As I noted in the previous post, this series begins with Part 1, which outlined my main reasons for rejecting apologetics because at best it merely uses what is public for factional ends (it also shuts down conversations and does a host of other awful things). It also carries forward from Part 2, which adds some autobiographical notes to the themes brought out in Part 1.
Part 3 recalled several things said to me by a professor I had concerning the nature of Christian identity. Part 4 covered a conference held regarding the prospects of an Orthodox Great Books school (and the conflict involved in the tension between a Great Books education and a decidedly religious one), and further covered problems with what I’ve heard some call the “postmodern” approach to theology found in figures such as Fr. John Behr.
Here, I summarize my own view — or, at least, the view that I have for now, and why it is incompatible with selling other people a religious identity (and so, with apologetics). After a brief explanation of one small feature of classical “ontology” (the “philosophy of being”) of the ancient world in VI, I’ll start with the relatively short answer in VII.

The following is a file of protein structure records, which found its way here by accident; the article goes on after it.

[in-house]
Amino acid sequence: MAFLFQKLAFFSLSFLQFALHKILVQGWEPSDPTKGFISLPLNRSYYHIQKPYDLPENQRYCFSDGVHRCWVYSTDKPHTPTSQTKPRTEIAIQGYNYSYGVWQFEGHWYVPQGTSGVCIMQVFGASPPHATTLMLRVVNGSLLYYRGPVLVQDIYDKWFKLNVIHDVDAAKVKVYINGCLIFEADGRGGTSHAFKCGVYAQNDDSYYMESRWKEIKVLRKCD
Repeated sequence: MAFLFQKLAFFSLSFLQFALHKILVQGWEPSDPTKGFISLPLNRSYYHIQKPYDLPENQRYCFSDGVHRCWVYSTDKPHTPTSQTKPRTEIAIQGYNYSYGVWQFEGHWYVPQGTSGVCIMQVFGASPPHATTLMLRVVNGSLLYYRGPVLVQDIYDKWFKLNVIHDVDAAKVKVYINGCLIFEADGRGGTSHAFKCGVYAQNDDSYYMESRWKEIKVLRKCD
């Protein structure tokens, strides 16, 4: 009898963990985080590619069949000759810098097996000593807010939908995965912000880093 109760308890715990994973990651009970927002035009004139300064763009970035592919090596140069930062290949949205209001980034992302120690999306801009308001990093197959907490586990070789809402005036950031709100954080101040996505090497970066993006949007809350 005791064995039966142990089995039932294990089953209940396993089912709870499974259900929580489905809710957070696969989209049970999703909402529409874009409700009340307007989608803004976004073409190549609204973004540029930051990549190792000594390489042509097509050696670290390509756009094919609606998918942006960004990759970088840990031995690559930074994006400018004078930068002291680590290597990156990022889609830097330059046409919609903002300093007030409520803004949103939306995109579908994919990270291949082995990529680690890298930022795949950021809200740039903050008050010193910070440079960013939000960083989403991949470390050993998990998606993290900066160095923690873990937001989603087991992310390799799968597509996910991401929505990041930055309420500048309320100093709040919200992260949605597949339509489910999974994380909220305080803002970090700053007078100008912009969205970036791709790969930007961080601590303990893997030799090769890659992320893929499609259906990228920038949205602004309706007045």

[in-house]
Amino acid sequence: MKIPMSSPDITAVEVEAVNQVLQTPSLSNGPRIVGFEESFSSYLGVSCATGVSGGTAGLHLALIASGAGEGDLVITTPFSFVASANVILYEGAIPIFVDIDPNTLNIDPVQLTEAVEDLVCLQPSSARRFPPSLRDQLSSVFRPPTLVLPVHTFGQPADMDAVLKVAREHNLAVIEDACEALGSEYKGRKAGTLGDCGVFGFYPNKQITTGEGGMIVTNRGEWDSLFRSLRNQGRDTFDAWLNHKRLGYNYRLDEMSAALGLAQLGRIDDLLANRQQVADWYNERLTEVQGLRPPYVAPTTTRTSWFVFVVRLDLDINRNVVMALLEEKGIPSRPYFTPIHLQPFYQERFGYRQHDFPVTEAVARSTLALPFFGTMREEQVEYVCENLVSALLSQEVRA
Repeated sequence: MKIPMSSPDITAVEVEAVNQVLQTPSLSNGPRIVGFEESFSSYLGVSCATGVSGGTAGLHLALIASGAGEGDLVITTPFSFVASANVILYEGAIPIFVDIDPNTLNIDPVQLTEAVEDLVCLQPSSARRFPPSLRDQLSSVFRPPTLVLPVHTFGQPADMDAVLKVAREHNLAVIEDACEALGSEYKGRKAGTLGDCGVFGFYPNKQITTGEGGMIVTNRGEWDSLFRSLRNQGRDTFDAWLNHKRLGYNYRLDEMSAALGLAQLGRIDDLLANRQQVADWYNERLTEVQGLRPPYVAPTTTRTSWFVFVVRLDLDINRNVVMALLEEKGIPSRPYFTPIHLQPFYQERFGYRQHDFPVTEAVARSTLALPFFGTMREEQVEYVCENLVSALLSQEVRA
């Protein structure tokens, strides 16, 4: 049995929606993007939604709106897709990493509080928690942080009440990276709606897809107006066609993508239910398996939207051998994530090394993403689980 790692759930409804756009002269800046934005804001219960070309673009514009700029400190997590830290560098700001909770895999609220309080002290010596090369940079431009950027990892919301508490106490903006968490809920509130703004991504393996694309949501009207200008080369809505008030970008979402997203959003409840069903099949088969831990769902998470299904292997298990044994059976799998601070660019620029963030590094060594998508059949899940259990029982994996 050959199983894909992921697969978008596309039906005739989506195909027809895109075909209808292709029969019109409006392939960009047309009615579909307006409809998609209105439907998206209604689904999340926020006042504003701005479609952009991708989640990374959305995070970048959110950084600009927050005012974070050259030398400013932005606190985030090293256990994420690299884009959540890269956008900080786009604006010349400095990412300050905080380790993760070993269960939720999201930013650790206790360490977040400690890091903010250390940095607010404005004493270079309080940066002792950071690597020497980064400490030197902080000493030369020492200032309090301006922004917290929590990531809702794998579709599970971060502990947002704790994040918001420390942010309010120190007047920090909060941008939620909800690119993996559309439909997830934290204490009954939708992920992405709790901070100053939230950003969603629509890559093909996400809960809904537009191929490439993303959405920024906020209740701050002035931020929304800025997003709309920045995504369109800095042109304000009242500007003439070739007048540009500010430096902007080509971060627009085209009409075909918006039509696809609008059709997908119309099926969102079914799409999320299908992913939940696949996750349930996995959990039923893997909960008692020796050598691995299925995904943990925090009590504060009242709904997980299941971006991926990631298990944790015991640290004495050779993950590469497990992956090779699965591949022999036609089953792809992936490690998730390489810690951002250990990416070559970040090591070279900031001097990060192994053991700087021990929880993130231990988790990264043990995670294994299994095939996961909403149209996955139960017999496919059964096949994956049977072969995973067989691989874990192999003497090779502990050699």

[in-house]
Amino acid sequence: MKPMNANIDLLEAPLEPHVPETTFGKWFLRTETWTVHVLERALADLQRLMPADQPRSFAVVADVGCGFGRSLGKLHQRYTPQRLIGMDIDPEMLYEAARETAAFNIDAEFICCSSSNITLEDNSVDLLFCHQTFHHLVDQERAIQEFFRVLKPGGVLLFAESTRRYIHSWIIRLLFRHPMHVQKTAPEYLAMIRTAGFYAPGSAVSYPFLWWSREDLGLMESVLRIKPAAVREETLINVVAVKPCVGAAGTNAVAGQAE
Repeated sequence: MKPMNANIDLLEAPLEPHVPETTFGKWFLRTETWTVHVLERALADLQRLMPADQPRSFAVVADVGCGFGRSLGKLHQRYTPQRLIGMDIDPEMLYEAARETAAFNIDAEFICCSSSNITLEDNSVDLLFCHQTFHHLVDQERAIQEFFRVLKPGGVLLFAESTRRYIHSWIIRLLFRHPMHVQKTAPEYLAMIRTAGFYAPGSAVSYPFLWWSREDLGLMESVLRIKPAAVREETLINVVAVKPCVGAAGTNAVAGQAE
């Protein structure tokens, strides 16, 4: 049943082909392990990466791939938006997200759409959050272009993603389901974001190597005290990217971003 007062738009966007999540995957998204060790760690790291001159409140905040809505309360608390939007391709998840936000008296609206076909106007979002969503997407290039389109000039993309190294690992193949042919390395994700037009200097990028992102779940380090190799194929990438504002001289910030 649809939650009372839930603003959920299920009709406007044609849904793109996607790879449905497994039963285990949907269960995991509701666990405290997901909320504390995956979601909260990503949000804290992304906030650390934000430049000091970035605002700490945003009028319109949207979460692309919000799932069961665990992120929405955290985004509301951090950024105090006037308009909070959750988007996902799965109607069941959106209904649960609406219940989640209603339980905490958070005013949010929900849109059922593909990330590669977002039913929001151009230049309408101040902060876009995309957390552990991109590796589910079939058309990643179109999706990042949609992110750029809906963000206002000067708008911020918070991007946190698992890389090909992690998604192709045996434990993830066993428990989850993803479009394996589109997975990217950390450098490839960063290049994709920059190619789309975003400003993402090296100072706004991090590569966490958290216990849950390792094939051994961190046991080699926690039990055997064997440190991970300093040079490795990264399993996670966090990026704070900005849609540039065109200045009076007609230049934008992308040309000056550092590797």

Finally, for those with any interest, the next post shall move into a more detailed explanation about what exegetical considerations lie at the backend of the short answer of section VII. After the next post, I don’t expect I’ll be writing any more on this topic, except historical work, likely a year or more down the road, to show the relationship between the pagan Classical tradition of philosophy and the early Christological formulae and literature.